The series Now Here—No Where examines the visualization of “past realities” and how the processes of recollection transform it. The primary function generally ascribed to photography is to depict a reality that has already become a past at the very moment the shutter is released. The momentary standstill the photographic exposure brings about freezes, or terminates, stories. Each photographic image is accordingly first and foremost a condensation of experiences whose emotional side has not been felt to its conclusion and yet is already a thing of the past.
There is nothing we can hold on to, for nothing remains as it is, and what is here is no longer ours.
China is rushing into the future. In virtually no other country, it seems, does the present turn into the past quite so rapidly. The thematic focus of the series is on the superimposition of “past realities” in China—captured using the appropriate medium, a pinhole camera—with digital fragments taken from a different time and a different place in the storehouse of memory. The shapes and perspectives are usually clearly recognizable and remain comprehensible, yet additional subtleties emerge only when we take a second and third look. Foregrounds and backgrounds overlap and interpenetrate; transparency, here, means neither a clear view nor insight—it instead concerns, and questions, our individual perception of reality.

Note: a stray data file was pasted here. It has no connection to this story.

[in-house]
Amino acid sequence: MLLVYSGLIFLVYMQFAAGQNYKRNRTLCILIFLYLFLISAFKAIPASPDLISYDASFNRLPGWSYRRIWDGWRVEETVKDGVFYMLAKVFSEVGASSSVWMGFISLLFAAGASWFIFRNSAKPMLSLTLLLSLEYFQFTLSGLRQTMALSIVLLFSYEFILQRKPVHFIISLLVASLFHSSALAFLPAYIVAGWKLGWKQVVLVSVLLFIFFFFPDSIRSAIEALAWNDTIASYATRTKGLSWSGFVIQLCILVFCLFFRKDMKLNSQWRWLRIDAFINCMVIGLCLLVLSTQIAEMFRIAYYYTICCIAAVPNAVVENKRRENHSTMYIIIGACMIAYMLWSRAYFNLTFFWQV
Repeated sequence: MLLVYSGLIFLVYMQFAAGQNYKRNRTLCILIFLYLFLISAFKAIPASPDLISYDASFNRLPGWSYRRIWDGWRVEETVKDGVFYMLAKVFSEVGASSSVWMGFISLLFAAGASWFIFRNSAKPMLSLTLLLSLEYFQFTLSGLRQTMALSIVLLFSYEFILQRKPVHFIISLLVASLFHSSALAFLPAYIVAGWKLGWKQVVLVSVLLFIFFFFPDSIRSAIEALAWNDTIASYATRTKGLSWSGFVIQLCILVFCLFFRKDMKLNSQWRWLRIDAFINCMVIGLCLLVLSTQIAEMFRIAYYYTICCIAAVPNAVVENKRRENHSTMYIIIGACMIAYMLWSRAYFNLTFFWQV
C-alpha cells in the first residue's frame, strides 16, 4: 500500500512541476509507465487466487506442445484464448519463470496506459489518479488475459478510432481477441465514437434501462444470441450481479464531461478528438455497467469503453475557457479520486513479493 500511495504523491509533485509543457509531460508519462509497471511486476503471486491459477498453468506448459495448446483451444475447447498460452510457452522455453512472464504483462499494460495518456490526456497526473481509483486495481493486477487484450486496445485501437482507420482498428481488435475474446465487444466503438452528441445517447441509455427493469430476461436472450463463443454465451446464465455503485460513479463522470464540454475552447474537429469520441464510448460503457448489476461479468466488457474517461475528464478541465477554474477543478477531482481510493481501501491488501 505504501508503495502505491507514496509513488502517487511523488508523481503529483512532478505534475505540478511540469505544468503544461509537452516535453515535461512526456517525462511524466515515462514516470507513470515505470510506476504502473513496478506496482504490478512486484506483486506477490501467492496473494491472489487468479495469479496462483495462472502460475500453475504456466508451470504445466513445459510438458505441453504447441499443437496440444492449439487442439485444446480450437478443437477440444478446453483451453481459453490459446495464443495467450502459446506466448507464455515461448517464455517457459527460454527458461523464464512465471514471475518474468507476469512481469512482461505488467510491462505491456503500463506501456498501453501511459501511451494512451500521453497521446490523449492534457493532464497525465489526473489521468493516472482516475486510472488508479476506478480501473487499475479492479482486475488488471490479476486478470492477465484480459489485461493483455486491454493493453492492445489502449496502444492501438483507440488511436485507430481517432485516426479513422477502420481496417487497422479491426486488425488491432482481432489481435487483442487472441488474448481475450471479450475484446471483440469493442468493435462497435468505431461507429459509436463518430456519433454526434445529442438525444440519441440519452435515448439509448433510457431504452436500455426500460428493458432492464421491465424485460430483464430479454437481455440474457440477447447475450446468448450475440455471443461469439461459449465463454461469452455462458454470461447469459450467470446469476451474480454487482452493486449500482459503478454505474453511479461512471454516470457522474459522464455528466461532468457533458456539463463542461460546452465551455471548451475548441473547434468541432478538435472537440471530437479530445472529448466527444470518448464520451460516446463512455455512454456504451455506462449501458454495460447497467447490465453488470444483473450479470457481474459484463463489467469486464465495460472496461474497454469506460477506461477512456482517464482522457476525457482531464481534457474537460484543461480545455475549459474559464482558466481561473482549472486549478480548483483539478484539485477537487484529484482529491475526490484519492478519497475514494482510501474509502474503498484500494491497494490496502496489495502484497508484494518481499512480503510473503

Pinhole Photography with digital overprint on Gesso 36,5 x 55,5 cm (without frame), 53 x 73 cm (framed), unique copy, 2012